My involvement with the ecumenical movement began just over thirty years, as a high-school student. In 1991 I was in Australia at the seventh general assembly of the World Council of Churches, just in time to be grumpily instructed by ecumenical veterans there—those who had, in the salad days of the 1960s, been so full of hope that by century’s end all Christians would be united—that we were now entering an “ecumenical winter”.
I saw the evidence with my own eyes in Canberra, when the emerging Orthodox churches of Eastern Europe, having just thrown off Soviet domination, began to revolt and retreat from ecumenical engagement, preferring instead to exclude others so as to concentrate on rebuilding their own identities and churches.
As they pursued this course throughout the 1990s and first years of this century, old divisions, previously forcibly suppressed by Russian imperialism, came to the fore again. Nowhere was this more evident for a time than in Ukraine. There, in December 1989, my own Ukrainian Greco-Catholic Church, suppressed in 1946 on the orders of Stalin and with the collusion of the Russian Orthodox Church, began to emerge from the catacombs.
Soon we were joined by three other churches, all Orthodox but with differing allegiances. And that’s where matters remained, with three churches—the Ukrainian Autocephalous Church, the Kyivan Patriarchate, and the Ukrainian church under the Moscow patriarchate—at a standstill. This complex history is superlatively treated in Nicholas Denysenko’s exceptional new book The Orthodox Church in Ukraine: A Century of Separation (Northern Illinois University Press, 2018).
As of today, however, unity becomes a reality for these three Orthodox churches. On the great feast of Theophany so beloved by many in the East, Orthodoxy in Ukraine has been granted full autocephaly by the Ecumenical Patriarch. The bishops of the three churches, having already met in a council of union, have elected a new leader, Metropolitan Epiphanius, who at 39 years of age will need every bit of energy and vigor for the daunting work ahead of him.
What should Catholics think of all this complex, messy business? I think the response should be, in a word, following the apostle, Rejoice! Again, I say: rejoice! The Catholic Church, and especially the papacy, arguably more than any other Christian body, find the search for unity an existential imperative: our very life as Christians is imperiled if we are divided. Any time any Christians can move towards authentic unity the Catholic response can only consist in giving thanks to God unstintingly.
Such moves in Ukraine are welcomed on their own terms, for Christian unity anywhere is a cause for rejoicing. But they are also to be welcomed as a prelude to deeper Catholic-Orthodox unity, as my own primate, Archbishop Sviatoslav, has recognized, calling the granting of autocephaly a “special historical moment for Christians of Ukraine.” Saying he wants to “extend a brotherly hand” on behalf of all Ukrainian Catholics, he has challenged all “Ukrainians [to] look to the future, let the internal movement toward consolidation and unity never be stopped.”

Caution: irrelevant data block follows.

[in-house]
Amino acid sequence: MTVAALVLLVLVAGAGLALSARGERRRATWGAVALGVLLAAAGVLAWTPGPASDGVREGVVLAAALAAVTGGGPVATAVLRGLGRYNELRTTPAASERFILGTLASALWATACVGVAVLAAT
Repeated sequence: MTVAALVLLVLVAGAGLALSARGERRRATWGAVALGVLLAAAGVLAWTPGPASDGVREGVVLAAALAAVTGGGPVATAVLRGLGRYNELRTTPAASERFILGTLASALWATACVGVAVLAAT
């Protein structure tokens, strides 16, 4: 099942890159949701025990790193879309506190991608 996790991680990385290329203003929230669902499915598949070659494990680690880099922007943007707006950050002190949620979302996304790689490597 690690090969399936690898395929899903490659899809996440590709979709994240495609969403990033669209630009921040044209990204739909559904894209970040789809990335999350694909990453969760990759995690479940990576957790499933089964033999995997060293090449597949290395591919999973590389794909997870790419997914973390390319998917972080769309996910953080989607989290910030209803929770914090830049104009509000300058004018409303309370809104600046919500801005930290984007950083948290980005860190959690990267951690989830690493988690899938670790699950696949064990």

Was that “internal movement” in Ukraine messy? Certainly. Are there various “political” factors involved, not least Putin’s Russia and its war of aggression against Ukraine? Absolutely. Are all the motives and actions of the Ecumenical Patriarch as limpid as those of the Mother of God? Not likely—but whose are? It has always been that way in Christian history.
Some, however, are unwilling to accept this great gift of unity and to rejoice in this news. Instead they lament it, having been bamboozled by the propaganda of the Russian Orthodox Church, which, with tedious regularity, has cut off communion with the Ecumenical Patriarch while writing increasingly absurd demonizations of him and the move towards unity. To hear them recount the good news from Ukraine is to see how right Vamik Volkan is. Volkan, a retired psychoanalyst from the University of Virginia, has spent his life studying the dynamics of religious and political conflicts around the world. In 1998 he coined the phrase “chosen trauma” to describe how some groups narrate their own history, trying to secure sympathy by fixating on some event (however spurious) that allows them to deny their own messy motives and guilty actions and instead portray themselves as pure victims deserving only pity.
When I hear such petulant claims written in such hysterical tones, I am reminded of a clip of her whom the Soviets called the Iron Lady. Margaret Thatcher, on April 1982, at a hastily called late-night press conference on the steps of 10 Downing Street, was flanked by her Defense Minister John Nott to announce the first victory of the Falklands War when British troops landed without casualties on South Georgia. Nott read a perfunctory statement announcing this minor achievement, but the assembled press caviled. Thatcher waved the questions off with an adamantine if not Pauline admonition: “Just rejoice at that news!” Let that be counsel for Catholics and all Christians everywhere, too, with this gift of unity from and for Ukraine.
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